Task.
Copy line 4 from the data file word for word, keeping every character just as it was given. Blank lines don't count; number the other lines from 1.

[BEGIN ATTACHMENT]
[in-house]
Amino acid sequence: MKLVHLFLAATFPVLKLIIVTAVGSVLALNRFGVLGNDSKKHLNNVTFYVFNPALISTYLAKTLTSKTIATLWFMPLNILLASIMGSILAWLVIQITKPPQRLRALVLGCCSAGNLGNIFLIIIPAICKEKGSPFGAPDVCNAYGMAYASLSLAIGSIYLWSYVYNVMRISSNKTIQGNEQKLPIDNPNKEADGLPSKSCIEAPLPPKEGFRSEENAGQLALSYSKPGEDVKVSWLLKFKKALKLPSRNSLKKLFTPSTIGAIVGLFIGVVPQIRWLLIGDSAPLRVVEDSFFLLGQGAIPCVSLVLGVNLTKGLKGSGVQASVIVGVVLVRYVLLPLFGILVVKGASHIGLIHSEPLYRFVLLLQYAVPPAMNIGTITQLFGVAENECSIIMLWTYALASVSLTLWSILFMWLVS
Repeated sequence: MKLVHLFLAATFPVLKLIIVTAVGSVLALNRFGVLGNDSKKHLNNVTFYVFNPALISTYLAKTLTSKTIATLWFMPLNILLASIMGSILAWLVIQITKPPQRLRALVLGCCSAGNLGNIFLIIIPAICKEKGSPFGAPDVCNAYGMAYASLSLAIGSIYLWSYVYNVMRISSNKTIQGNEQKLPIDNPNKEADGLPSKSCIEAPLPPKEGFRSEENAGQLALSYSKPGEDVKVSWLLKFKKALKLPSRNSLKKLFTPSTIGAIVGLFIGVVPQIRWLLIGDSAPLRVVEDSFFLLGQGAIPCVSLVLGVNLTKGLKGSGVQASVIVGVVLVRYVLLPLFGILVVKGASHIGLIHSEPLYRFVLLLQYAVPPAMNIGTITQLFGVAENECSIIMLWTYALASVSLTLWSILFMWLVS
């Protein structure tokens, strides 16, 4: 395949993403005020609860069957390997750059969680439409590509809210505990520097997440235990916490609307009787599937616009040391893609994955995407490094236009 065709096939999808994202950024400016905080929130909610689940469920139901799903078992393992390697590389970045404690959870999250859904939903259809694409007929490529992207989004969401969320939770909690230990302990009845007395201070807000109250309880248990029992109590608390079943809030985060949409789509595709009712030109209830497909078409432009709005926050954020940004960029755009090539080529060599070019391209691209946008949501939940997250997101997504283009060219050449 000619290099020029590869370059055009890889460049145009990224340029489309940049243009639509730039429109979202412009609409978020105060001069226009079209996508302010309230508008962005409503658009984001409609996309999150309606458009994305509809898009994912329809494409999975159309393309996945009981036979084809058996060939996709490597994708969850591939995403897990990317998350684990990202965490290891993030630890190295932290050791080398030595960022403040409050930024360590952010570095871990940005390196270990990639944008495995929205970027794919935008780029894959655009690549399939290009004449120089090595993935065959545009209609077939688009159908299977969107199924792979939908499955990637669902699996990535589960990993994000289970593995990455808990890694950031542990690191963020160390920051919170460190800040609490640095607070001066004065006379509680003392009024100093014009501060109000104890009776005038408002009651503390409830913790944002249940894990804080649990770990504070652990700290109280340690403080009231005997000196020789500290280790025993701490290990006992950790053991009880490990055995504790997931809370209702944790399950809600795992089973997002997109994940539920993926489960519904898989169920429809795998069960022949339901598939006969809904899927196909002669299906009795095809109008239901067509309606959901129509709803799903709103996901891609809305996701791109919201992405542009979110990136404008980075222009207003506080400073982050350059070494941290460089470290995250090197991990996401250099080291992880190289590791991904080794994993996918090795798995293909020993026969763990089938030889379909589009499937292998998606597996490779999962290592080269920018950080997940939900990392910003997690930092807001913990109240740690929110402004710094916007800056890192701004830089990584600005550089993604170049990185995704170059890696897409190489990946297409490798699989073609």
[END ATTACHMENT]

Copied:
């Protein structure tokens, strides 16, 4: 395949993403005020609860069957390997750059969680439409590509809210505990520097997440235990916490609307009787599937616009040391893609994955995407490094236009 065709096939999808994202950024400016905080929130909610689940469920139901799903078992393992390697590389970045404690959870999250859904939903259809694409007929490529992207989004969401969320939770909690230990302990009845007395201070807000109250309880248990029992109590608390079943809030985060949409789509595709009712030109209830497909078409432009709005926050954020940004960029755009090539080529060599070019391209691209946008949501939940997250997101997504283009060219050449 000619290099020029590869370059055009890889460049145009990224340029489309940049243009639509730039429109979202412009609409978020105060001069226009079209996508302010309230508008962005409503658009984001409609996309999150309606458009994305509809898009994912329809494409999975159309393309996945009981036979084809058996060939996709490597994708969850591939995403897990990317998350684990990202965490290891993030630890190295932290050791080398030595960022403040409050930024360590952010570095871990940005390196270990990639944008495995929205970027794919935008780029894959655009690549399939290009004449120089090595993935065959545009209609077939688009159908299977969107199924792979939908499955990637669902699996990535589960990993994000289970593995990455808990890694950031542990690191963020160390920051919170460190800040609490640095607070001066004065006379509680003392009024100093014009501060109000104890009776005038408002009651503390409830913790944002249940894990804080649990770990504070652990700290109280340690403080009231005997000196020789500290280790025993701490290990006992950790053991009880490990055995504790997931809370209702944790399950809600795992089973997002997109994940539920993926489960519904898989169920429809795998069960022949339901598939006969809904899927196909002669299906009795095809109008239901067509309606959901129509709803799903709103996901891609809305996701791109919201992405542009979110990136404008980075222009207003506080400073982050350059070494941290460089470290995250090197991990996401250099080291992880190289590791991904080794994993996918090795798995293909020993026969763990089938030889379909589009499937292998998606597996490779999962290592080269920018950080997940939900990392910003997690930092807001913990109240740690929110402004710094916007800056890192701004830089990584600005550089993604170049990185995704170059890696897409190489990946297409490798699989073609």